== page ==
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Manchester International Festival

You are in: Manchester > Entertainment > Manchester International Festival > The Fall

Mark E Smith of The Fall (photo by Joel Fildes)

Unique: Mark E Smith (pic: Joel Fildes)

The Fall

A masterclass in casual mayhem, is the only way to sum up The Fall and Mark E Smith at the Manchester International Festival.

Always different, never predictable, the Fall’s iconic leader fronted a frantic yet brilliant set at the Ritz which excelled despite his best efforts to disrupt the show.

Looking like a drunk who stumbles in from the wings to find himself on stage, Smith proceeded to wreak havoc. This wasn’t choreographed anarchy: this was Smith’s own brand of random chaos.

Mark E Smith (photo by Joel Fildes)

Original: Mark E Smith

A mic stand crosses his path – push it over. A roadie picks it up. Over it goes again. And another. This mic works fine. Use two mics. Chuck one away, grab another. Turn the amps up. Then down. Then up again. Smash a cymbal. Muscle Elena off the keyboards, and hit the keys.

To someone who’s never seen The Fall live before, it was all hugely entertaining. I’m not just indulging Smith and his eccentricity. This was actually one of the most musically energetic gigs I’ve ever witnessed.

The current Fall line-up is a really tight band. Drummer McCord and bass player Dave Spurr were in great form, driving often complex rhythms under some accomplished guitar work and keyboards, and it all came together for a night of belligerent brilliance.

As someone in the crowd muttered wrily: the band are that good, he’ll probably sack them before the year’s out.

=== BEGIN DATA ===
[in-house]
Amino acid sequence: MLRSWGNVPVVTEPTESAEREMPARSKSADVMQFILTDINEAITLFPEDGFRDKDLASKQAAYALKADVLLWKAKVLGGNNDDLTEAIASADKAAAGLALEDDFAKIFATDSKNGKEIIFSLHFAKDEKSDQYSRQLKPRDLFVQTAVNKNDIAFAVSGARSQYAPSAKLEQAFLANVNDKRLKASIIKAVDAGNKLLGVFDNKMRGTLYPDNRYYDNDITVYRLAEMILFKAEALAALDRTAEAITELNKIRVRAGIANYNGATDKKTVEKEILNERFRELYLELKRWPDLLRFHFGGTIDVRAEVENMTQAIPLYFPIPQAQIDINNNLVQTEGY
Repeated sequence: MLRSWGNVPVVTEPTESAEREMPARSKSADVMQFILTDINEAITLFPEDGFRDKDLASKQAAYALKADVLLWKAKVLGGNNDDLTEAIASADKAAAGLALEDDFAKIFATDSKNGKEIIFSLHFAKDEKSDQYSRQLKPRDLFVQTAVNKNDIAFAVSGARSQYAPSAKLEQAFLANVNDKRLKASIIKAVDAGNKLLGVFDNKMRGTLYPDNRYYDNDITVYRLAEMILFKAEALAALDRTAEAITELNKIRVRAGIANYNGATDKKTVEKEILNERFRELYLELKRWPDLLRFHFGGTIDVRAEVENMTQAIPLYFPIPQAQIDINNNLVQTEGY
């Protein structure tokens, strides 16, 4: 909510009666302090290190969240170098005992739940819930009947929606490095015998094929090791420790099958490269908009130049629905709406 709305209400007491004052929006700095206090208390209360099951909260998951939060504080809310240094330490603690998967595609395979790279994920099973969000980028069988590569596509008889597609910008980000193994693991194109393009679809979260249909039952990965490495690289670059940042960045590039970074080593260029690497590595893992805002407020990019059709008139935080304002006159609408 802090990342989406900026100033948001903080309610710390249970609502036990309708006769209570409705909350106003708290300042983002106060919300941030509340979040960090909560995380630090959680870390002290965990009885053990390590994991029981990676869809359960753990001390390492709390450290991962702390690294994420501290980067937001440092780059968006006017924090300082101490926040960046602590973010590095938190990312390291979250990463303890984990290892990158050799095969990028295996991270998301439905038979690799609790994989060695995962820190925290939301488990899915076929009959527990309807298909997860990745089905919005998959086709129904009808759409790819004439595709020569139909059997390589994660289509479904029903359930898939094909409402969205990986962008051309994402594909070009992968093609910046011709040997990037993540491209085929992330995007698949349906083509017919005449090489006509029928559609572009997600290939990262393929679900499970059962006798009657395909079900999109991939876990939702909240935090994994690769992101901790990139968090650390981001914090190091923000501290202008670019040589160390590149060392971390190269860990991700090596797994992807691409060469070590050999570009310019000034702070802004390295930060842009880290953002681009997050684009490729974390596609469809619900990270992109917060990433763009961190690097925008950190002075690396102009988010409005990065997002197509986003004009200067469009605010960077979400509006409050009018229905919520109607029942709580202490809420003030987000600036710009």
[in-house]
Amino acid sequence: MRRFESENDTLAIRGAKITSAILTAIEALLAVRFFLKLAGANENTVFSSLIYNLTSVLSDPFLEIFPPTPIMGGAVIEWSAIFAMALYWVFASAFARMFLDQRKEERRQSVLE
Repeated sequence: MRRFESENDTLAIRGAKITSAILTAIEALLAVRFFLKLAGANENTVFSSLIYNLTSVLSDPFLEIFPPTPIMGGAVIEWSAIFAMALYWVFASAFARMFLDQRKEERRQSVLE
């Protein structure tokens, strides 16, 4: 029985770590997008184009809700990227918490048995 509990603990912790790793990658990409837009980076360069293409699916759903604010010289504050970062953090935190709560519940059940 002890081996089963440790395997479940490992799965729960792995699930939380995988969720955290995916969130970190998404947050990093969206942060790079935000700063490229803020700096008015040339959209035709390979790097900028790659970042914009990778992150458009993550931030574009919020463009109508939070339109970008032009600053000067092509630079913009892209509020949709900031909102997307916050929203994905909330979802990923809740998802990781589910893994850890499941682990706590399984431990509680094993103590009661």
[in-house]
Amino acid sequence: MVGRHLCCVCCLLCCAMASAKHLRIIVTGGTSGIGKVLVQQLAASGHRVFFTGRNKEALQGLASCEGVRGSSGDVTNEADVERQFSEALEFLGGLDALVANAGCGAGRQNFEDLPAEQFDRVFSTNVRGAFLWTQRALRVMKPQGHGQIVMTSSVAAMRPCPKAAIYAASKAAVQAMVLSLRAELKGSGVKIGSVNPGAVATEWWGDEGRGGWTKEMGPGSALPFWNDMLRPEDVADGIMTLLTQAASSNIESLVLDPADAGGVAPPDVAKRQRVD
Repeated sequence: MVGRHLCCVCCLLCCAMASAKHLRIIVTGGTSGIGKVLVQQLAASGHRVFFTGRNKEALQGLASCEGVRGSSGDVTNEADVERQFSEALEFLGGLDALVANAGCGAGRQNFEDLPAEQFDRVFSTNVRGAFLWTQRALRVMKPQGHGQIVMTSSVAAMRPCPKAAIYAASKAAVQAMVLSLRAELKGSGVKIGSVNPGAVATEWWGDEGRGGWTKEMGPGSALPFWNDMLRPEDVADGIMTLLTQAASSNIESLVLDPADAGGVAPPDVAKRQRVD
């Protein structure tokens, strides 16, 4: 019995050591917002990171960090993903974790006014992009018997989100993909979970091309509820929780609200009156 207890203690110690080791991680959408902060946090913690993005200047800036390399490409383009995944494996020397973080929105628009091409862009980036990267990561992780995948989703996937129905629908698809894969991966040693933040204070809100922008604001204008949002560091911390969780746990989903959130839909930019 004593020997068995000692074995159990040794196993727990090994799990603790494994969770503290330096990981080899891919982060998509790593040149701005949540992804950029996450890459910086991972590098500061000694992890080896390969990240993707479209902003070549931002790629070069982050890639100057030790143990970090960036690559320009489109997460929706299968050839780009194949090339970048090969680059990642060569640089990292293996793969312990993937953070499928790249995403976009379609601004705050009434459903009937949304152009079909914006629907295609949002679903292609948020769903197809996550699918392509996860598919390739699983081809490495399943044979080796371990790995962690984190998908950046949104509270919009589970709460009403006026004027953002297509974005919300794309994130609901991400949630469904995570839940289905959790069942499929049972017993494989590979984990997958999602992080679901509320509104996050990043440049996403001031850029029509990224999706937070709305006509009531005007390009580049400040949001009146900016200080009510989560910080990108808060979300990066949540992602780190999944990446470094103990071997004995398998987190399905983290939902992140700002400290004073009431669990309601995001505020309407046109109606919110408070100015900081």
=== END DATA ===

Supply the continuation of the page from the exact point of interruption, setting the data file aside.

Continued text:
The evening began somewhat calmer in the form of readings of new writing inspired by Fall song titles, presented in a new book called Perverted by Language.

"Like a drunk who’d stumbled in through the stage door and found himself on stage, Smith proceeded to wreak his own brand of chaos."

Richard Turner, reviewer

To be honest, it was a contrived and pointless effort to justify The Fall's inclusion in this festival of 'new work' - which didn’t work. I just felt sorry for the three brave authors who tried in vain to read to a largely disinterested crowd. Organisers: The Fall don’t need justification. ‘Original’ is Mark E Smith’s middle name. (If you can’t spell.)

Smith’s promoter Alan Wise got it right when he told the audience: “Mark doesn’t endorse this book. He does his thing, the writers do theirs. But they don’t meet.” (Apparently, he did it back the idea early on, then changed his mind. Of course.)

It’s typical of Smith’s attitude to what’s expected. A more obvious ‘rebel’ might have lit up on stage to spite the 1 July smoking ban. Or made some caustic reference on the Concert for Diana. You’d expect that. So he didn’t. Too obvious, maybe.


To single out individual tracks - and beyond Sparta FC and Reformation, I couldn’t - is probably to miss the point. In the end, it’s the unmistakable hunched figure of Mark E Smith, still snarling with gentile menace, who catches the eyes and ears.

This was no premiere, but it was a performance of true originality. And if that doesn’t fit the Festival's 'new and original' bill, I don’t know what does.

last updated: 04/07/07

You are in: Manchester > Entertainment > Manchester International Festival > The Fall

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